An inspired and precisely executed public relations push before, during and after an industry trade show is essential to ensure the maximum return on investment during an event and to reap the rewards of media exposure. That’s why PR is a critical component of trade show planning.
While capturing new sales leads and prospects is a high priority, securing media coverage should be a paramount goal for any company exhibiting at a trade show. The companies that succeed are almost always the ones with one or more smart, experienced and determined PR professionals on hand to attract, capture and hold the media’s attention.
For four days last April, the Georgia World Congress Center in Atlanta became the center of the supply chain industry universe when it hosted MODEX 2018. Showcasing the latest manufacturing, distribution and supply chain solutions in the materials handling and logistics industry, the event boasted a record 28,000 attendees from more than 800 companies.
MODEX, alternating every other year with its sister trade event ProMat, is a staple event for material handling and logistics equipment and systems manufacturers, integrators, consultants, and third party logistic providers. [Here’s a primer on the key differences between MODEX and ProMat.]
Every company in attendance at MODEX 2018 had the same burning desire – to be noticed as the brightest star amid a vast constellation of competitors. Two of MODEX’s 28,000 attendees were DPR Group Account Executive, Edward Lin, and then Vice President of Marketing and Operations, Liz Palm.
While Liz was at MODEX to serve as a brand ambassador for DPR Group, Edward attended the show on behalf of Cimcorp. Headquartered in Finland, with offices in Canada and the United States, Cimcorp has built and installed over 2,500 logistics automation solutions in 40 countries across six continents.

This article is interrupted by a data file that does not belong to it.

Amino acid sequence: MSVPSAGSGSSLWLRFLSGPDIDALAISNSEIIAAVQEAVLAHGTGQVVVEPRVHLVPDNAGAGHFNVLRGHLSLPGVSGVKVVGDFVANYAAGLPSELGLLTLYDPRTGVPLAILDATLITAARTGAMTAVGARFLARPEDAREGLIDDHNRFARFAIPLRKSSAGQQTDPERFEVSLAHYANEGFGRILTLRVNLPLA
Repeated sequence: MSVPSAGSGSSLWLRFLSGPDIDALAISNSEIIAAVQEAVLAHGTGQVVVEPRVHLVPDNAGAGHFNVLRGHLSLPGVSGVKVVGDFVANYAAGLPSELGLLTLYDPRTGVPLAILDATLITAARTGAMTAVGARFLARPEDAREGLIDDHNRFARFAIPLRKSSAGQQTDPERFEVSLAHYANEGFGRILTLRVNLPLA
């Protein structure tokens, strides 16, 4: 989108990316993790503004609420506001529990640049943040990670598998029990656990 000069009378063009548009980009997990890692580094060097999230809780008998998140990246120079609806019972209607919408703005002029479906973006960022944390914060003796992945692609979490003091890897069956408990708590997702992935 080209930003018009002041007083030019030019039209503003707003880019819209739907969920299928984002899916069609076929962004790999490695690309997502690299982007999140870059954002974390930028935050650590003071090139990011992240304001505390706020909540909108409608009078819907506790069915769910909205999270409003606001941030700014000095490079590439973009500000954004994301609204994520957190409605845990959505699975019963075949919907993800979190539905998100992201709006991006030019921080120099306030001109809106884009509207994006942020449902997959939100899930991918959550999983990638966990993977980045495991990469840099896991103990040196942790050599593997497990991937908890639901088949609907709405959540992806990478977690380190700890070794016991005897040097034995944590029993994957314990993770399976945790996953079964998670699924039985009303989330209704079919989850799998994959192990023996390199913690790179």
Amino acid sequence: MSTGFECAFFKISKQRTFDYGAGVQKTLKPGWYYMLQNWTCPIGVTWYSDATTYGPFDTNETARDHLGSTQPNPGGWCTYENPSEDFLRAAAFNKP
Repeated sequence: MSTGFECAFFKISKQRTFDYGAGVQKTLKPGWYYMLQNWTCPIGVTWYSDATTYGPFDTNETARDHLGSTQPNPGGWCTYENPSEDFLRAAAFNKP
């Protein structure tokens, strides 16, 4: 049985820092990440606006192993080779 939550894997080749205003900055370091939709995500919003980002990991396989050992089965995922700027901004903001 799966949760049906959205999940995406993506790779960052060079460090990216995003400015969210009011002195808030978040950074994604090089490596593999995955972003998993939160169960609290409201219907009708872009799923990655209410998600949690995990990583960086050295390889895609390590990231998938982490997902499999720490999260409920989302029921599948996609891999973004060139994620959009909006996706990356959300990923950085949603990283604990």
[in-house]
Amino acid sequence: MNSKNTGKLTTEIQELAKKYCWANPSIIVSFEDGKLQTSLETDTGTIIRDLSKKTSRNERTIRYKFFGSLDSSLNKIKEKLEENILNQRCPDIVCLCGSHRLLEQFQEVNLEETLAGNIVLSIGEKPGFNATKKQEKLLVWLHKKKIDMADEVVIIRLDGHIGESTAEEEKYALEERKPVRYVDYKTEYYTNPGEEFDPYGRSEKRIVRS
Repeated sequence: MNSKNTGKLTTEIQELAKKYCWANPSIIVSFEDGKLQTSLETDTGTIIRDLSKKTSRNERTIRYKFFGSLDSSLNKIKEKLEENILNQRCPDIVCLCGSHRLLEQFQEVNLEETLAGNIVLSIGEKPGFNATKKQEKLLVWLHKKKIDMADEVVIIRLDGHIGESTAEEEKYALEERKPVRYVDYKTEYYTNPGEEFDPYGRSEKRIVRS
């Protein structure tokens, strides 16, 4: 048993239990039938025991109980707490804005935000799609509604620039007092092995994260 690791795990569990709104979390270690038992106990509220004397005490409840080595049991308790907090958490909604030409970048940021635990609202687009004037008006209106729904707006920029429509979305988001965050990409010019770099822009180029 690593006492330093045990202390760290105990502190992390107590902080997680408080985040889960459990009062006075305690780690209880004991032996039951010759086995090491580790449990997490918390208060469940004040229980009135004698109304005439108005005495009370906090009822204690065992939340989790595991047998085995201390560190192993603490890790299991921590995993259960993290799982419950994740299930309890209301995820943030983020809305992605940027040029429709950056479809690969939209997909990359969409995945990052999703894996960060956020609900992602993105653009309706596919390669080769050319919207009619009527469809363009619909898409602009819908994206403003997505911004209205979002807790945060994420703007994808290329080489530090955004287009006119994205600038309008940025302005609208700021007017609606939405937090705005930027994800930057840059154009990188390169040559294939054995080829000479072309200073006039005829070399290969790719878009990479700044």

Onsite at MODEX, Edward’s primary mission as Cimcorp’s envoy was to build brand awareness and cultivate meaningful relationships among trade press, editors and journalists. Press coverage can capture a prospective customer’s attention and elevate our clients to the short list of the prospect’s buying cycle.
“My main goal at MODEX was to draw editors to Cimcorp’s booth and put Cimcorp on their radar for future stories,” says Edward. “It’s really about establishing and nurturing relationships.”
Effective PR pros don’t just fire off a press release, stand in front of the company’s exhibit booth and wait for editors to appear. Edward invested time in advance to research the media players, coordinate-face-to-face meetings, network, create a message and develop a strategy to promote Cimcorp.
“The biggest thing is to get that facetime with the journalists. I think meeting face-to-face leaves a strong impression on editors. In the age of internet-driven PR and marketing when even phone calls are starting to dwindle down, establishing a personal relationship is critical,” says Edward.
While at MODEX, Edward also had important, and all too rare, face-to-face interaction with his Cimcorp colleagues, including a strategy meeting with Cimcorp marketing team members from North America and Finland.
Partnership + Preparation = ROI
When considering exhibitor fees, travel and lodging expenses, and time spent in preparation, MODEX, ProMat and other trade shows represent a significant investment for any company. The costs can be hard to justify, but if you prepare properly and partner with a PR and marketing agency that really knows the industry, the added value of media exposure and ongoing press coverage will greatly enhance your ROI. Out of the conversations with numerous journalists at MODEX, Cimcorp was able to gain several interviews, bylined article opportunities and featured stories in high-profile publications in the materials handling and supply chain spaces.
“In a lot of other industries, you’ve got just your one little space in the market. In the overall supply chain universe, you’ve got manufacturing, logistics, shippers, all in galaxies of their own yet interconnected,” Edward explains. “That’s something a lot of people, and a lot of agencies, just don’t understand. They don’t understand those relationships. We do.”